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Homeless breathing a sigh of relief after Weber warming shelter - KOAA.com | Continuous News | Colorado Springs and Pueblo

Homeless breathing a sigh of relief after Weber warming shelter opens

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COLORADO SPRINGS -

The Salvation Army's second warming shelter on Weber Street has officially re-opened after a year and a half closure.

On Wednesday, the Colorado Springs Downtown Review Board just approved a temporary use permit to operate the emergency warming shelter through the middle of April.

Many who took advantage of the open shelter on Wednesday night say they are thankful for this decision because they had no other place to go. 

For 61-year-old Judy Passtore, things have never been easy.

"It'll take some stress off," she said.

She's been living outside for the past few months and breathed a sigh of relief as she watched city officials approve the shelter she's been hoping for.

"Good, now we have a place to go because it's harder for a woman out here," she said.

She says living without a shelter or even a safe bathroom has posed a threat to her health.

"We can't hydrate, we have to stop drinking at a certain point because there's no porta potties, there's no place to go to the restroom," she said.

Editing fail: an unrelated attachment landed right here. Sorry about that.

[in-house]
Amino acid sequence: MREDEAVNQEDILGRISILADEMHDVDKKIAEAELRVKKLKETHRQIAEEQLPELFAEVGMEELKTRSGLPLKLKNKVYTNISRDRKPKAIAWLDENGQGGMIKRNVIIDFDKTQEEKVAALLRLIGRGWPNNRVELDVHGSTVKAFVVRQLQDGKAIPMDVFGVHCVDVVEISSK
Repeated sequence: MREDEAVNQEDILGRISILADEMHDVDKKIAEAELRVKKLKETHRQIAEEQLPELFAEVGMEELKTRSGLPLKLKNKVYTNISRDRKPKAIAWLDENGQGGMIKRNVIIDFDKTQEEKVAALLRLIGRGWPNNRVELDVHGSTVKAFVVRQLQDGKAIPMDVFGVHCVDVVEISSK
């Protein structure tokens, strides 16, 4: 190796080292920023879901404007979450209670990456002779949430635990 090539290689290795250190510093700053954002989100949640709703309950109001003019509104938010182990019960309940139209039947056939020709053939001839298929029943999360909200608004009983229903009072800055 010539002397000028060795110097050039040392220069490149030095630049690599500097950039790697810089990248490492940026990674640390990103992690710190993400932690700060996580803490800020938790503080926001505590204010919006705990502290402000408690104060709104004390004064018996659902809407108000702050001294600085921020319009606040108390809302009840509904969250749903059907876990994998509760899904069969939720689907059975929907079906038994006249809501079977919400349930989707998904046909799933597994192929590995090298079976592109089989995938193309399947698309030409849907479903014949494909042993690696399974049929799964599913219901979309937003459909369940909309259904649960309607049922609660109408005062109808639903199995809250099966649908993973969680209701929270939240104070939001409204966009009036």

And she, wasn't alone.

"If you lay down, you can freeze to death, you've gotta keep moving, you've gotta keep moving, because if you fall asleep, you get hypothermia," another homeless man said. "If it wasn't for tonight, we'd be walking around trying to stay warm."

The Salvation Army says the need is great, five people have died because of the cold since October.

Their other shelter on Sierra Madre holds 220. The Springs Rescue Mission can house around 300 but both are at capacity.

This shelter now adds 150 more places to sleep.

"It's nothing fancy, it's literally a mat and a blanket but it gets people out of the cold weather," Lt. Richard Larson of the Salvation Army said. "It's to help get people out of the elements and to help save lives and other health risks that happen outside in the cold like frostbite and hypothermia."

Something Passtore hopes will eventually get her back on her feet.

"I can come in here at night, I can deal with looking for a place and doing other things that I need to do without having to worry about, oh it's going to be cold and that and this," she said. I know I can come here, lay down relax and sleep."

In order to be good neighbors, folks staying at this warming shelter will now be lining up in the back parking lot instead of on Weber. They're also bringing in porta potties and will have extended their hours in the mornings so people aren't being released in the middle of rush hour.

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